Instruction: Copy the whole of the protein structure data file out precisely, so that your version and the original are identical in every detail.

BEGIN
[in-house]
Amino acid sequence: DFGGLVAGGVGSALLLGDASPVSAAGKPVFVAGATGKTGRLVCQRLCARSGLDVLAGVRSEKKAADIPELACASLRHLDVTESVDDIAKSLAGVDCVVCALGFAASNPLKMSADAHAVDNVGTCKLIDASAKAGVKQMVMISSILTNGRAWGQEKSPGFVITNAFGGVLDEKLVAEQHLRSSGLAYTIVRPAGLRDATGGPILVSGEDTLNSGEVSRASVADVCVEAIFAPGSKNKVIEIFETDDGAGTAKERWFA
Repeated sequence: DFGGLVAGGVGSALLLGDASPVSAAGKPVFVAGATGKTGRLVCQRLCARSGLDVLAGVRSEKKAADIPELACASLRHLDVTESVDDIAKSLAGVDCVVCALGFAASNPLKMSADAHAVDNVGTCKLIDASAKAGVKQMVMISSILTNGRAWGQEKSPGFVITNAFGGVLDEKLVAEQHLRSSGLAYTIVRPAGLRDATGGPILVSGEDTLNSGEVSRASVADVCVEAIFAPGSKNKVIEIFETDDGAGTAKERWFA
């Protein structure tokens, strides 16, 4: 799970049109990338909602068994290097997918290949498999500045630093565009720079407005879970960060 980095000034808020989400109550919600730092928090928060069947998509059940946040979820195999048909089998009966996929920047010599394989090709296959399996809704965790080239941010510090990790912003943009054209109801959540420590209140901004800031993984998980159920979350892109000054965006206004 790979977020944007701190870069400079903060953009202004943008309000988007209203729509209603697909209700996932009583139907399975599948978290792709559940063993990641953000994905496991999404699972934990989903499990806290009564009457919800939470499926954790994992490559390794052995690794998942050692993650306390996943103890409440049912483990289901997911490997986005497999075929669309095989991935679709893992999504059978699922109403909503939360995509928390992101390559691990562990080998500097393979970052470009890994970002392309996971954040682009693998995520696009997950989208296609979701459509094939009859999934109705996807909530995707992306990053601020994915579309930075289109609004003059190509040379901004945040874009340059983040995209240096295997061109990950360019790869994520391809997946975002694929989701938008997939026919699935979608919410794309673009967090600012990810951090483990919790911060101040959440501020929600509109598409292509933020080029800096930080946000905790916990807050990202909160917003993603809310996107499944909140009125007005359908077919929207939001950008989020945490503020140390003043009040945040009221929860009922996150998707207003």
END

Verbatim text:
[in-house]
Amino acid sequence: DFGGLVAGGVGSALLLGDASPVSAAGKPVFVAGATGKTGRLVCQRLCARSGLDVLAGVRSEKKAADIPELACASLRHLDVTESVDDIAKSLAGVDCVVCALGFAASNPLKMSADAHAVDNVGTCKLIDASAKAGVKQMVMISSILTNGRAWGQEKSPGFVITNAFGGVLDEKLVAEQHLRSSGLAYTIVRPAGLRDATGGPILVSGEDTLNSGEVSRASVADVCVEAIFAPGSKNKVIEIFETDDGAGTAKERWFA
Repeated sequence: DFGGLVAGGVGSALLLGDASPVSAAGKPVFVAGATGKTGRLVCQRLCARSGLDVLAGVRSEKKAADIPELACASLRHLDVTESVDDIAKSLAGVDCVVCALGFAASNPLKMSADAHAVDNVGTCKLIDASAKAGVKQMVMISSILTNGRAWGQEKSPGFVITNAFGGVLDEKLVAEQHLRSSGLAYTIVRPAGLRDATGGPILVSGEDTLNSGEVSRASVADVCVEAIFAPGSKNKVIEIFETDDGAGTAKERWFA
């Protein structure tokens, strides 16, 4: 799970049109990338909602068994290097997918290949498999500045630093565009720079407005879970960060 980095000034808020989400109550919600730092928090928060069947998509059940946040979820195999048909089998009966996929920047010599394989090709296959399996809704965790080239941010510090990790912003943009054209109801959540420590209140901004800031993984998980159920979350892109000054965006206004 790979977020944007701190870069400079903060953009202004943008309000988007209203729509209603697909209700996932009583139907399975599948978290792709559940063993990641953000994905496991999404699972934990989903499990806290009564009457919800939470499926954790994992490559390794052995690794998942050692993650306390996943103890409440049912483990289901997911490997986005497999075929669309095989991935679709893992999504059978699922109403909503939360995509928390992101390559691990562990080998500097393979970052470009890994970002392309996971954040682009693998995520696009997950989208296609979701459509094939009859999934109705996807909530995707992306990053601020994915579309930075289109609004003059190509040379901004945040874009340059983040995209240096295997061109990950360019790869994520391809997946975002694929989701938008997939026919699935979608919410794309673009967090600012990810951090483990919790911060101040959440501020929600509109598409292509933020080029800096930080946000905790916990807050990202909160917003993603809310996107499944909140009125007005359908077919929207939001950008989020945490503020140390003043009040945040009221929860009922996150998707207003």